Adjusted EBITDA: An Important Business Sale Metric
Updated: Nov 30, 2020
If you are a business owner hoping to exit your business within the next five years, there is one important company metric you should be tracking: Adjusted EBITDA.
External buyers and financial analysts will often use adjusted EBITDA to determine their offer price. If you want to maximize your business price at sale, you should have this number handy and know how it has been trending over the last 3 years at a minimum.
So, what is Adjusted EBITDA? To answer that, we first need to review what EBITDA is. EBITDA is an acronym that stands for Earnings Before Interest, Taxes, Depreciation, and Amortization. It is calculated by taking Net Income and adding back the interest expense, taxes, depreciation expense and amortization expense. It is an approximation of the company's earnings power. It ignores debt, tax structure, and depreciation and amortization because these are based on the current owner's financing and tax situation, and each buyer evaluating the company will have their own unique situation. Using EBITDA allows potential buyers to use an apples-to-apples valuation approach when analyzing multiple companies and submitting offers.
Adjusted EBITDA then, takes the standard EBITDA and adjusts it further to estimate the earnings power of the company if it were acquired by a new owner. What do we mean by that? Well, many small companies will have various expenses running through the company that benefit the current owner(s) but that might not make sense for an external buyer. For example, one of the current owners may own the building as a separate business entity and charge the company above-market rent for use of the space. If an external buyer bought the company, they would not be willing to pay this above-market rent. The difference between the market rate, and the rate you are paying, should not be included in the EBITDA used for evaluating the company. Thus we would have to adjust the EBITDA to remove this difference. That is the essence of Adjusted EBITDA. It is the EBITDA that has been adjusted for any expenses, or differences in expenses, that would not continue if the business were sold to a new owner. This provides a more accurate picture of the company's earning power. Adjustments can be positive or negative. They can include things such as: the owner paying himself below-market/above-market compensation for his position, or having overly generous/meager salaries for family members on the payroll, the company covering the owner's vehicles, travel expenses, professional memberships, etc.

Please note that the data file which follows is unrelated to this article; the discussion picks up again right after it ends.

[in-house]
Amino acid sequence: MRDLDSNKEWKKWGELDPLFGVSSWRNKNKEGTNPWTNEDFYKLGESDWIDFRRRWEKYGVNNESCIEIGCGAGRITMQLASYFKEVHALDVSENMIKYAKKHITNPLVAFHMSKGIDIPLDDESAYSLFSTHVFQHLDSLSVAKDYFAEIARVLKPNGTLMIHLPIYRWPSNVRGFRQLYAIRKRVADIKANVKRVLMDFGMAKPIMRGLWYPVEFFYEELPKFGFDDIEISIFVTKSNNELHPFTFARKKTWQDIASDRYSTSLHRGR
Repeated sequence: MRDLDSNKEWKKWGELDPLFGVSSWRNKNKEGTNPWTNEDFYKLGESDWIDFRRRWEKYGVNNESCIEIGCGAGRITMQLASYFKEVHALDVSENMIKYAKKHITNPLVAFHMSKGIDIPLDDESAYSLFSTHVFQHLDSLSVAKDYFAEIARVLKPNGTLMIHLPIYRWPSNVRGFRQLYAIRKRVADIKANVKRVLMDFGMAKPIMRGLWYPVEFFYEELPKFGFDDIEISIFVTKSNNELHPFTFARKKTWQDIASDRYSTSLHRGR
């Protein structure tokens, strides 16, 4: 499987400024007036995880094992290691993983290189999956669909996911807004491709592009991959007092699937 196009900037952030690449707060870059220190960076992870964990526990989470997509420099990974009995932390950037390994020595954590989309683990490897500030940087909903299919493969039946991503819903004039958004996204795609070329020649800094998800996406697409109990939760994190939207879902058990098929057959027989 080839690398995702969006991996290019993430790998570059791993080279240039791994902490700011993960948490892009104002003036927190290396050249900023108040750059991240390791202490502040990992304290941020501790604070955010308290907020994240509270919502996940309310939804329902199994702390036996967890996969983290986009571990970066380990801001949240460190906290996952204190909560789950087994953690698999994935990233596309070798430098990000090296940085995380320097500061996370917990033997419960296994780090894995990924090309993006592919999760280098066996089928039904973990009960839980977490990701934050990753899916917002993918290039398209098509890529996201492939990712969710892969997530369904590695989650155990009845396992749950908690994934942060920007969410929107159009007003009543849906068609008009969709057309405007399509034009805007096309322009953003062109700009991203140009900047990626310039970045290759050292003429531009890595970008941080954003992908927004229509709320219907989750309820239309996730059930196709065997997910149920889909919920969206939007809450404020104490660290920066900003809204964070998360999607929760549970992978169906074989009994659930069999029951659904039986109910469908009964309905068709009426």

If you intend to sell your business when you exit, it is critical that you track your Adjusted EBITDA for at least the past 3 years, preferably 5 years. You should not share any financial data with any prospective buyer without knowing your Adjusted EBTIDA for each year of financial statements they are requesting. Failure to produce this metric correctly could result in offering prices that are too low, or that are too high (which would be adjusted downwards during the due diligence process prior to finalizing the sale). Neither of these is desirable and could ruin your chances of successfully closing your sale.
Calculating and tracking your Adjusted EBITDA is a key issue we address with our exit planning clients. If you intend to sell your business in the future, this is a metric you should start tracking sooner rather than later. The earlier you start planning and preparing for your exit, the more options you have available to you, and the more time you have to ensure your key metrics, like Adjusted EBITDA, are showing a positive trend sending a positive signal to buyers. To learn more about what it takes to ready your business for sale, please contact us at Augelli Consulting, LLC. We will happily sit down with you for a free consultation to see how we can help you achieve your business exit goals.